UNB prof accused of being a white supremacist takes early retirement
Ricardo Duchesne plans to focus on pursuits as an independent scholar, says vice-president
A University of New Brunswick professor accused of being a white supremacist and denounced by more than 100 colleagues for his views on immigration is taking early retirement, the university announced on Tuesday.
Prof. Ricardo Duchesne provided his notice "to focus on his own pursuits as an independent scholar," vice-president Petra Hauf said in a statement.
"We respectfully accept his decision and thank him for his 24 years of service."
CBC News requested an interview, but UNB spokesperson Heather Campbell declined.
Duchesne, who teaches sociology at the Saint John campus, has appeared on far-right podcasts and YouTube channels. He has also written about what he calls the "relentless occupation of the West by hordes of Muslims and Africans," and asserts that "only out of the coming chaos and violence will strong White men rise to resurrect the West."
He says he's looking forward to retiring at the end of the month and pursuing independent studies.
He plans to write about "why European civilization was far more creative than all the other civilizations combined" and "why all European-created nations are being forced to diversify themselves through mass immigration," he said in an emailed statement.
He will also address "why the mainstream media never allows any critical thinking about the mandated ideology of diversity," he said.
'Racist and without academic merit'
UNB history Prof. Gary Waite says he and several of his colleagues at both the Saint John and Fredericton campuses are pleased Duchesne is leaving.
Last week, Waite was one of about 113 faculty members who signed a group letter condemning Duchesne's views as "racist and without academic merit."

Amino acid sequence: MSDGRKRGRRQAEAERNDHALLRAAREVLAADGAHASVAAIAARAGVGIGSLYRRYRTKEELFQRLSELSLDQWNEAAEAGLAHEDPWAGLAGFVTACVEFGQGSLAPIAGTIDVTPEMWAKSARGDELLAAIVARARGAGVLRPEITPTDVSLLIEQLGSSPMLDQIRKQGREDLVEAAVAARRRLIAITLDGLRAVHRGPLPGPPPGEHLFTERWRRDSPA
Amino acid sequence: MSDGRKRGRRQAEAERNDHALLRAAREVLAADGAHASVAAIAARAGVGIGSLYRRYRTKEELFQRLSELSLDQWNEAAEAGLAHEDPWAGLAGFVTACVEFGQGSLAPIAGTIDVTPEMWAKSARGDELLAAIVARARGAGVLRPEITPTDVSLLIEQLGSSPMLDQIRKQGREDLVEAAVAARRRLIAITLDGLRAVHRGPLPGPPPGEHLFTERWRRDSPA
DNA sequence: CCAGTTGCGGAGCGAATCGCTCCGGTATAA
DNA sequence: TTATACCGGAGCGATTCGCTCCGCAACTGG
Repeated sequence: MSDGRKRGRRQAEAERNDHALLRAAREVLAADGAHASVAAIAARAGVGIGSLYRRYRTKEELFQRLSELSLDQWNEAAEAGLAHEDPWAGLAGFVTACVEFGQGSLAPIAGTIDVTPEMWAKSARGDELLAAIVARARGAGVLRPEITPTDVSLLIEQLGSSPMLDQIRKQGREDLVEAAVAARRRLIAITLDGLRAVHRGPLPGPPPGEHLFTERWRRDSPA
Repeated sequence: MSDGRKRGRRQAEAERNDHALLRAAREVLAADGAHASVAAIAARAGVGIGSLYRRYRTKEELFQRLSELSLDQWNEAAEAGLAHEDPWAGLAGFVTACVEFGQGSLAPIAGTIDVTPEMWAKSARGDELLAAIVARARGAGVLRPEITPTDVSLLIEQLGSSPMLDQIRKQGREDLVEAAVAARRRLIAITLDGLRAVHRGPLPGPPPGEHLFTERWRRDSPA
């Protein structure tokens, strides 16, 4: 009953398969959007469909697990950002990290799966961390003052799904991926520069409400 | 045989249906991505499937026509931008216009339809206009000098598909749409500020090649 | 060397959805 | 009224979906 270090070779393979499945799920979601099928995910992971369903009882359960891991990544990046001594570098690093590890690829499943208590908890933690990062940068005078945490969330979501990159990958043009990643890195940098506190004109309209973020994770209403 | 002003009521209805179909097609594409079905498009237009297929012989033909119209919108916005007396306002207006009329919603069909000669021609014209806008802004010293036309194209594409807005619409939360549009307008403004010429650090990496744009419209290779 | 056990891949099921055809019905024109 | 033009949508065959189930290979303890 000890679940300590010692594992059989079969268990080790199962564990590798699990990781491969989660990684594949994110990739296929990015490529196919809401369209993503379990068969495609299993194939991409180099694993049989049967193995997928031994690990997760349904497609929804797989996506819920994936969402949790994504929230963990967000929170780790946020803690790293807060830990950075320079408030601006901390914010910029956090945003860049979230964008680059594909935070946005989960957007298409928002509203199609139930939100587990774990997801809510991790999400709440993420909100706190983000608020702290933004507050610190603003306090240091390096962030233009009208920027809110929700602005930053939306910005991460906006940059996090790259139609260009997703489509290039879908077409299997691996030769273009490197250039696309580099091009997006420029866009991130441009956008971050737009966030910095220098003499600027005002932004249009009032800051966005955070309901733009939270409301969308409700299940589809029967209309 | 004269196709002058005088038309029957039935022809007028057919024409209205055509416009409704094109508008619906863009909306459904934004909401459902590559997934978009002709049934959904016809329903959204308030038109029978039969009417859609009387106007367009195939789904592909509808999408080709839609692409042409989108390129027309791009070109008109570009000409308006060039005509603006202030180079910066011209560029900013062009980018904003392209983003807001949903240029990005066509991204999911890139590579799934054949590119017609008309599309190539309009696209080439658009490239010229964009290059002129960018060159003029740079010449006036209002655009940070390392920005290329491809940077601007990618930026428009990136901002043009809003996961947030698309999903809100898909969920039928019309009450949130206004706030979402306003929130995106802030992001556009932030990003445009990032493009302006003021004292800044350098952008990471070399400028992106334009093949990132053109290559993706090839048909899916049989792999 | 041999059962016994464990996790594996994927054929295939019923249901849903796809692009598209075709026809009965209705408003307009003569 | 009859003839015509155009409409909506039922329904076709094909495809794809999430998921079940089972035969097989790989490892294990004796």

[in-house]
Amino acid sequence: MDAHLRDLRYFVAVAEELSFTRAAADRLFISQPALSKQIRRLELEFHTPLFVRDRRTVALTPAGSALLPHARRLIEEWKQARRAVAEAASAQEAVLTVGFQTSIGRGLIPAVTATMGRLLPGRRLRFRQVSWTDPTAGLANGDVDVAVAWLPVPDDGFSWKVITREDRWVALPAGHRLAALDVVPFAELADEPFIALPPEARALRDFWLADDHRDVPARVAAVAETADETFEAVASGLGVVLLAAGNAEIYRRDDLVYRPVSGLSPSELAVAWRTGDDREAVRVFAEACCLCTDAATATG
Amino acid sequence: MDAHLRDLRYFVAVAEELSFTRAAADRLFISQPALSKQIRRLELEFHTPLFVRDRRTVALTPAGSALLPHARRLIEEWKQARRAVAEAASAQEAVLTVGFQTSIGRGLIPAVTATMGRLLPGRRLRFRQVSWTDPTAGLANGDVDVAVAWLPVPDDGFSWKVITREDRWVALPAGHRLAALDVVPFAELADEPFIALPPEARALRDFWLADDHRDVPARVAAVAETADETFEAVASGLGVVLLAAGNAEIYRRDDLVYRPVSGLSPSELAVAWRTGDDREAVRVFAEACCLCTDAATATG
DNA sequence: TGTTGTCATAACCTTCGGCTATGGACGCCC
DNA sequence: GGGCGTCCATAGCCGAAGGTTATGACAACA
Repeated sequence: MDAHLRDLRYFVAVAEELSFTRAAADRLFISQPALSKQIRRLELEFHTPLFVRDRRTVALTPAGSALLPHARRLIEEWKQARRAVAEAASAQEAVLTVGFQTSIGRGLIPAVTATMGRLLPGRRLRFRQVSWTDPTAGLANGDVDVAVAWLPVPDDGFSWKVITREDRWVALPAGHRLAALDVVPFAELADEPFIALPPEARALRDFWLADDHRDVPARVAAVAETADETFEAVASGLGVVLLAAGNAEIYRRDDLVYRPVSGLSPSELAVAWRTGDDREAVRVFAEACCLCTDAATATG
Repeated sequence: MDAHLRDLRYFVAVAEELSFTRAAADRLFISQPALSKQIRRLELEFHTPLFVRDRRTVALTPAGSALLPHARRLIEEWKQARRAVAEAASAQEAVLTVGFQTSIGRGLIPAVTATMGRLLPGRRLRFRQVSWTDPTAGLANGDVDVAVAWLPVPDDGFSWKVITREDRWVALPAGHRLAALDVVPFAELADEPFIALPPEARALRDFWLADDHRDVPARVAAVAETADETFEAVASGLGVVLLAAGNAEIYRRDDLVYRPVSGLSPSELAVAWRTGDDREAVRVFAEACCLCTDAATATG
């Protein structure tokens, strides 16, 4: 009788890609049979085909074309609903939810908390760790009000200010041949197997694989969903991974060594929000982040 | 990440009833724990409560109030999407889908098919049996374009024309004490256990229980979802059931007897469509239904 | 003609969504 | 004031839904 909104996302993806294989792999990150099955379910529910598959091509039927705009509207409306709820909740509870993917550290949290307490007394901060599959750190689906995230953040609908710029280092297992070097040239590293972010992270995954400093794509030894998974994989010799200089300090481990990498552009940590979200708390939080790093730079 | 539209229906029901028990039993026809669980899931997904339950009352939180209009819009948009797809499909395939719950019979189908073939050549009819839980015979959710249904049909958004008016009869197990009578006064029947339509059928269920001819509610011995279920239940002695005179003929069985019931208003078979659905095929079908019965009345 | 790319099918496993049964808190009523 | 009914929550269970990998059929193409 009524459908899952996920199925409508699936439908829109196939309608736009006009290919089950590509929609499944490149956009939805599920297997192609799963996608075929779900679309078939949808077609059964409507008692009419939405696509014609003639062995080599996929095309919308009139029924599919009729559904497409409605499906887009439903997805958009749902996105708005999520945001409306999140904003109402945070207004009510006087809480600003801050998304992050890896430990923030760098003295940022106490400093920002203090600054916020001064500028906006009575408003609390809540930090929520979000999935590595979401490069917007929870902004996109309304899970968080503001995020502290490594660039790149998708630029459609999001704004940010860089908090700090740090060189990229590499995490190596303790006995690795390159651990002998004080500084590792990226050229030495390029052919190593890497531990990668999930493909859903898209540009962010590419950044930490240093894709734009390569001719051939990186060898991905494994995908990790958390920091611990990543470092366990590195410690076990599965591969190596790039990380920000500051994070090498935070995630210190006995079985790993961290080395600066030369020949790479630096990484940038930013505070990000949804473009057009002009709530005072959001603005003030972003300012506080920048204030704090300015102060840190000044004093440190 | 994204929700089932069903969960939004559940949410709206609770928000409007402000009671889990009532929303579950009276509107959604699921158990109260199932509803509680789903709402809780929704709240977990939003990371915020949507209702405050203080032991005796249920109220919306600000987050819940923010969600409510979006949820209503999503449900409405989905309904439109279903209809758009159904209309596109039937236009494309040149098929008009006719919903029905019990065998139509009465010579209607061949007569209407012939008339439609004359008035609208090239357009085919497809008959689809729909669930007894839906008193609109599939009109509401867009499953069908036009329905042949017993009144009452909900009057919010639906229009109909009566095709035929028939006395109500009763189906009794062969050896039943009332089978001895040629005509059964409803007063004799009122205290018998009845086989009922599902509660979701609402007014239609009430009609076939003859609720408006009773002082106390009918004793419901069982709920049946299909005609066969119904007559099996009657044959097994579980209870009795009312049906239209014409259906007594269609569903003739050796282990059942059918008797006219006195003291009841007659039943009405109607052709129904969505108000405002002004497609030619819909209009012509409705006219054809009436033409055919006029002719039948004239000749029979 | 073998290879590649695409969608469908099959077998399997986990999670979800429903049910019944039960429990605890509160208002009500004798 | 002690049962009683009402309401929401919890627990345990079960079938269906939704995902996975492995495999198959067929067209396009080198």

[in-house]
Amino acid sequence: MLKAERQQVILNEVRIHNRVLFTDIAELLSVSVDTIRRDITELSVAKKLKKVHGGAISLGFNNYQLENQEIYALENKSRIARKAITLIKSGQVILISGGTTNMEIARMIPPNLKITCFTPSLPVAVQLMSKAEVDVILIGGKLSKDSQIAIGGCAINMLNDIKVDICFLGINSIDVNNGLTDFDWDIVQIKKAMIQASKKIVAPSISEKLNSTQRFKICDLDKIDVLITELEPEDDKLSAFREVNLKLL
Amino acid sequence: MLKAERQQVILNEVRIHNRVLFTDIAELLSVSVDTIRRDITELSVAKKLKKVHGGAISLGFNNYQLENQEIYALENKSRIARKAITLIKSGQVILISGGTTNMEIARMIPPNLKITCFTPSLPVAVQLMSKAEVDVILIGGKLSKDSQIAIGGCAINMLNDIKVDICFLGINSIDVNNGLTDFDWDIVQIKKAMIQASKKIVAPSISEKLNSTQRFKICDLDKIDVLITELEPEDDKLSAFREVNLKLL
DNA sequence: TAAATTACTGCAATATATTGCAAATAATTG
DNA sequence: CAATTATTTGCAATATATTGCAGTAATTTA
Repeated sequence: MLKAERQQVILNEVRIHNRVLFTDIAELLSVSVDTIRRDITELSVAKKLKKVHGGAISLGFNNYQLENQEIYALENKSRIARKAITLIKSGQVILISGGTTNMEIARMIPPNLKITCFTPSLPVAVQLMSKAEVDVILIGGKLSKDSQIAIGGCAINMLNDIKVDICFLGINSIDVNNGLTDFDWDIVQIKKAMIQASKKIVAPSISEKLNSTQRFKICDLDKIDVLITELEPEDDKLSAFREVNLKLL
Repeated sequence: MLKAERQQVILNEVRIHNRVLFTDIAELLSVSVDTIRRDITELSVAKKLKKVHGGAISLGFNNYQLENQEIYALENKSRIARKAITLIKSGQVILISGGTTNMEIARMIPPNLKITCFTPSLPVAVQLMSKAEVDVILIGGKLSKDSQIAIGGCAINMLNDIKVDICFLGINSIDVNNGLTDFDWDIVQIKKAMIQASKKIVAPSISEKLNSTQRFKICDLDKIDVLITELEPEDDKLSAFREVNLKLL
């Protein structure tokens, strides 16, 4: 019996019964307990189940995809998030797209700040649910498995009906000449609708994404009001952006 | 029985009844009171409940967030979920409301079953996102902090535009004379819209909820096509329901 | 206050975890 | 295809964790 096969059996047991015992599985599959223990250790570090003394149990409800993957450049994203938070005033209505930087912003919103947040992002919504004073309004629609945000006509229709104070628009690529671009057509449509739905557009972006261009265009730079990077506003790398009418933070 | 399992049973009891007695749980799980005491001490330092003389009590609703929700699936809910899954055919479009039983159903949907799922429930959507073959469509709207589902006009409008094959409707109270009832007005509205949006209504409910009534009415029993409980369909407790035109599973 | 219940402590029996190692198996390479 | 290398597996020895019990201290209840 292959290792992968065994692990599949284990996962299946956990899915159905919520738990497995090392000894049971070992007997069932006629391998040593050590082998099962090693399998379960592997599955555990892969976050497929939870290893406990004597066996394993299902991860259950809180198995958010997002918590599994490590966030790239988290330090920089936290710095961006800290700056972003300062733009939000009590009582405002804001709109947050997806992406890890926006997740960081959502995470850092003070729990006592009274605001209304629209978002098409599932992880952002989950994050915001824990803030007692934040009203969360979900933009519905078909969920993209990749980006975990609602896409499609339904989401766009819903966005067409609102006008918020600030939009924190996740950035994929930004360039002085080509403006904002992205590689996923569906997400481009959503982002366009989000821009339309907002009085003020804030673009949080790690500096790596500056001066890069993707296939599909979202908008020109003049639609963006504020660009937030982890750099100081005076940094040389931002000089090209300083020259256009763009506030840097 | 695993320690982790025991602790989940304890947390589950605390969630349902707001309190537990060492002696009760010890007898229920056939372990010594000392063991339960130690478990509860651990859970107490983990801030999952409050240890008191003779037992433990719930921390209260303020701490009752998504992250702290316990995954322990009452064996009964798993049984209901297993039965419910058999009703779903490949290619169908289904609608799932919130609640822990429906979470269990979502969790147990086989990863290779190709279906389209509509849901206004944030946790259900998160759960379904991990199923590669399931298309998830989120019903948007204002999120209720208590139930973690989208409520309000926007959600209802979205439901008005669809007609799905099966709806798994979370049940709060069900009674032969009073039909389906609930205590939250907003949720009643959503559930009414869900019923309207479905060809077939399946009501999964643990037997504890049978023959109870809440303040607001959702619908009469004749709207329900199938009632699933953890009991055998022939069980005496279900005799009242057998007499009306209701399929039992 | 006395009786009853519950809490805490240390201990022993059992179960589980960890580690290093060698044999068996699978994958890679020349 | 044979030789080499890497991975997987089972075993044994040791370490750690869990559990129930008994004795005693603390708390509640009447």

"Cloaking these views in academic legitimacy is an abuse of his status as a professor at UNB," the professors wrote.
They said they were "deeply concerned" about the negative impact his public comments may have had on students.
"Racism in the university causes real harm and undermines the rights of students and colleagues to a working and learning environment free from discrimination."
The letter was in response to an article in the Huffington Post that called Duchesne a white supremacist.
'Zero tolerance' for discrimination
Following the article, the university announced it was reviewing allegations with respect to an unnamed faculty member.
"We take these allegations very seriously," president and vice-chancellor Eddy Campbell had said. "We have an obligation to ensure that the rights and freedoms of our university community are respected and protected."
Two days later, the recently-appointed vice-president also issued a statement.
"I want to assure the community that we unequivocally condemn racism and misogyny, and do not support the dissemination of any any kind of hate speech, or ideas that promote or inspire hatred."
The university has zero tolerance for discrimination of any kind, Hauf had said. "Please be assured that silence does not mean inactivity."
Waite said he and his colleagues will continue to discuss how to ensure universities are free of hate speech.
Duchesene's "is not the only case and is not going to be the only case of someone using academia, a university position to spread hatred," he said.
Faculty members may bring an official statement to the university senate to publicly declare that such views are "not based on real research" and that the university "renounces them as a community."
'Lies, misquotations and defamatory claims'
In an email to CBC's The Current in May, Duchesne had characterized the Huffington Post accusation as "lies, misquotations and defamatory claims."
The Current requested a full interview with the professor. He outlined certain conditions for an interview, which the show was not prepared to meet.
In 2015, UNB defended Duchesne's academic freedom after a racism complaint.